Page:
A life recorded for future generations
“While speaking with people at a funeral, I came to sympathize with the view that when an old man passes away, the history stored in his head disappears at the same time,” said Kim Ih-wook, explaining why he wrote an autobiography despite being an ordinary person who has lived a simple life.
He published his autobiography, titled “People I Have Met on the Winding Road of My Life,” in 2005 after retiring from 39 years of work. The book, which he presented to his family and friends, reflects on Kim’s small but precious hoard of memories of his family. In the memoir, Kim describes bittersweet moments from his early days, the time he bought his first house and saw the birth of his three sons, to his later life, when he buried his parents and then his wife.
His first son, Kim Kyung-jun, vice president of Deloitte Consulting Korea, was the person to persuade his reluctant father to put pen to paper. “Why don’t you let your young grandchildren know about how their grandfather has lived his life?” the son encouraged him.
Last January, Kim passed away at the age of 74. Now, the three brothers often read their father’s autobiography whenever they feel like reminiscing about him. On days such as Parents’ Day, they probably commune with their father’s spirit.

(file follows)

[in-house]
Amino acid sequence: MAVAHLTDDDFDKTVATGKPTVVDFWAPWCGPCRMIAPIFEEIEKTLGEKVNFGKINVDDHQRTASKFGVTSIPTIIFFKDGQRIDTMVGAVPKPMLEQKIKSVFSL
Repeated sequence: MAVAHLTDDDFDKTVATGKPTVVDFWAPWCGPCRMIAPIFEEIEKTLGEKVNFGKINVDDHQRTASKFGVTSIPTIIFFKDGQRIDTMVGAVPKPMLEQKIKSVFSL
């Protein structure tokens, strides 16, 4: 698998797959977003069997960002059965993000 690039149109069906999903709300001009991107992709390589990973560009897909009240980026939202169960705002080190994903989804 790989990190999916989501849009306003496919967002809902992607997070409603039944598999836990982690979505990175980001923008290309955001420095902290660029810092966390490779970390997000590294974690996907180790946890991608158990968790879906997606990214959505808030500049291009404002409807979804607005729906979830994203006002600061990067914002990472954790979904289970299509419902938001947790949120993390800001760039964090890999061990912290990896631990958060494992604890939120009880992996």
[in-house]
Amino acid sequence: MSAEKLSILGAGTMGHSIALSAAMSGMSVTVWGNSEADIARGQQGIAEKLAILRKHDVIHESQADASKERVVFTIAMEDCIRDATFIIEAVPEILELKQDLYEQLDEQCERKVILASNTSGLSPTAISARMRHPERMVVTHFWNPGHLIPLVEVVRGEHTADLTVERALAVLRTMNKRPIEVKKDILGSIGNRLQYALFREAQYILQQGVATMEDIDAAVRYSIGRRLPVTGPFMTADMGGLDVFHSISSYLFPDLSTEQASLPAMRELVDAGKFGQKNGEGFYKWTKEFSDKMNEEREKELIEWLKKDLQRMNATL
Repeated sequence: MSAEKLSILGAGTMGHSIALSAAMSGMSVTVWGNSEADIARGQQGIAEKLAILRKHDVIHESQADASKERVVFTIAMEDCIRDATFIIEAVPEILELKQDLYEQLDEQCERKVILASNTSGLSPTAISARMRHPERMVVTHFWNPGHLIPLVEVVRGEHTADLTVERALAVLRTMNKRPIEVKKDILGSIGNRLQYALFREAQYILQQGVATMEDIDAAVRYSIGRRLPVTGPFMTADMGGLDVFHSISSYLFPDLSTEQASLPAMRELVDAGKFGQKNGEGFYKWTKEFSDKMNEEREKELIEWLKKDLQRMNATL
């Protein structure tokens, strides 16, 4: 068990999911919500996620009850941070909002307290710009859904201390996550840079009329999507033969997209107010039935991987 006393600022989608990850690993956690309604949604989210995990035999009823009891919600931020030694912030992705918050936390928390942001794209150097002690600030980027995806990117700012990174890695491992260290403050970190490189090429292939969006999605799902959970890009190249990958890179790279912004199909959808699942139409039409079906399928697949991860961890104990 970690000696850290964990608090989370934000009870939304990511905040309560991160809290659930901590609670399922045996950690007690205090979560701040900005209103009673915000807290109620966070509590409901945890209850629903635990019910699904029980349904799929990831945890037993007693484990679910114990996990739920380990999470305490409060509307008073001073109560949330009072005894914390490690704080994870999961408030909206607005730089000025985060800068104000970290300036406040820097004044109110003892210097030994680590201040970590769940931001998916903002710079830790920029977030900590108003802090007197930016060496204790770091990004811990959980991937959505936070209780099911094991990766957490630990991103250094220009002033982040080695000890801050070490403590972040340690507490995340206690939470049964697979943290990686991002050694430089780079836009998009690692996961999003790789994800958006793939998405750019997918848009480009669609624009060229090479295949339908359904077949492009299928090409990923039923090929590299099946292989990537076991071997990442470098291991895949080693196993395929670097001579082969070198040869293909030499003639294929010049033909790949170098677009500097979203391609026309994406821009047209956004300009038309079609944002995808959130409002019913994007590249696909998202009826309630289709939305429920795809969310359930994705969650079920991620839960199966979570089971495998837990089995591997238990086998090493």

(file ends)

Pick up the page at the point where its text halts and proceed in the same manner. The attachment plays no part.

Nowadays, books describing the success stories of pop idols, talented students and successful investors are the best sellers on most bookstore shelves. Although the contents are becoming slightly more diverse, it is regrettable that we have no remarkable autobiographies telling the honest story of a life instead of peddling sensationalism or success.
The reason for writing autobiographies should be seen as an effort to pass one generation’s voice to the next generation, as such memories will only be buried in the sands of time.
Carnegie Mellon University professor Randy Pausch, who accepted the fact that he was dying in his 40s, delivered his last lecture and published his autobiography, motivated by his role as a parent. He pondered, “How can I teach my children the knowledge that takes more than 20 years to learn in a short time?”
He also hoped, “The bottle storing video clips and my autobiography will safely reach my children in the future.”
Korean people in their 70s are eyewitnesses to the country’s modern history. They survived the stormy eras of liberation, war and industrialization. They can write what they want as the first generation to receive modern education and can probably afford the cost of publishing a book, an expense equal to that of a 70th birthday party thanks to today’s improved publication technology.
I hope this generation of mothers and fathers who have endeavored to protect their families, will also protect their memories in words.
The writer is an editorial writer of the JoongAng Ilbo.
By Kwon Seok-cheon [firstname.lastname@example.org]